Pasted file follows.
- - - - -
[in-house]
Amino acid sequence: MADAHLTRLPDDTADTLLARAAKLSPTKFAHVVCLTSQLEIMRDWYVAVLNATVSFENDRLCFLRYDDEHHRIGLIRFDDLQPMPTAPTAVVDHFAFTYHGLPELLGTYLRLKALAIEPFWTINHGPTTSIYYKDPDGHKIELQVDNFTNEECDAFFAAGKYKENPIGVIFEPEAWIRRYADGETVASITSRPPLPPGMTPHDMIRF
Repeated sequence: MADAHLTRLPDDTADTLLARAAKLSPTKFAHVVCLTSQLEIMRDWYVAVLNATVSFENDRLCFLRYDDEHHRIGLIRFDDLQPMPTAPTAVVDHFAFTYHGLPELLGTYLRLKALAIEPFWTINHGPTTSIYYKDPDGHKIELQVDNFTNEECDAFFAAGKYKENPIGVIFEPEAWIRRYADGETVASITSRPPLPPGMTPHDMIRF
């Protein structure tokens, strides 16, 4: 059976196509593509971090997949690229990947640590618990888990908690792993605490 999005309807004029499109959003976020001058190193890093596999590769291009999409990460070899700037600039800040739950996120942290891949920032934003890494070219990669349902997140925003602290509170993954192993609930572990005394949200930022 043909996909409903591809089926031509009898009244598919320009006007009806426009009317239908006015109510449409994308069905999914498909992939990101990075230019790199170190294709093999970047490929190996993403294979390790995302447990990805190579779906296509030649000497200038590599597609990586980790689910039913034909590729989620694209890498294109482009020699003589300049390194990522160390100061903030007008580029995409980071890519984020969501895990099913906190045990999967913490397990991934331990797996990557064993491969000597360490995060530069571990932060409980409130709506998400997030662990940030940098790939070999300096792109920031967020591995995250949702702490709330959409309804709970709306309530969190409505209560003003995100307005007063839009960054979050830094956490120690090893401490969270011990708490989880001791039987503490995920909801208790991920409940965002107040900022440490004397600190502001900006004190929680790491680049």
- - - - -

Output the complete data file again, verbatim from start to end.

[in-house]
Amino acid sequence: MADAHLTRLPDDTADTLLARAAKLSPTKFAHVVCLTSQLEIMRDWYVAVLNATVSFENDRLCFLRYDDEHHRIGLIRFDDLQPMPTAPTAVVDHFAFTYHGLPELLGTYLRLKALAIEPFWTINHGPTTSIYYKDPDGHKIELQVDNFTNEECDAFFAAGKYKENPIGVIFEPEAWIRRYADGETVASITSRPPLPPGMTPHDMIRF
Repeated sequence: MADAHLTRLPDDTADTLLARAAKLSPTKFAHVVCLTSQLEIMRDWYVAVLNATVSFENDRLCFLRYDDEHHRIGLIRFDDLQPMPTAPTAVVDHFAFTYHGLPELLGTYLRLKALAIEPFWTINHGPTTSIYYKDPDGHKIELQVDNFTNEECDAFFAAGKYKENPIGVIFEPEAWIRRYADGETVASITSRPPLPPGMTPHDMIRF
């Protein structure tokens, strides 16, 4: 059976196509593509971090997949690229990947640590618990888990908690792993605490 999005309807004029499109959003976020001058190193890093596999590769291009999409990460070899700037600039800040739950996120942290891949920032934003890494070219990669349902997140925003602290509170993954192993609930572990005394949200930022 043909996909409903591809089926031509009898009244598919320009006007009806426009009317239908006015109510449409994308069905999914498909992939990101990075230019790199170190294709093999970047490929190996993403294979390790995302447990990805190579779906296509030649000497200038590599597609990586980790689910039913034909590729989620694209890498294109482009020699003589300049390194990522160390100061903030007008580029995409980071890519984020969501895990099913906190045990999967913490397990991934331990797996990557064993491969000597360490995060530069571990932060409980409130709506998400997030662990940030940098790939070999300096792109920031967020591995995250949702702490709330959409309804709970709306309530969190409505209560003003995100307005007063839009960054979050830094956490120690090893401490969270011990708490989880001791039987503490995920909801208790991920409940965002107040900022440490004397600190502001900006004190929680790491680049």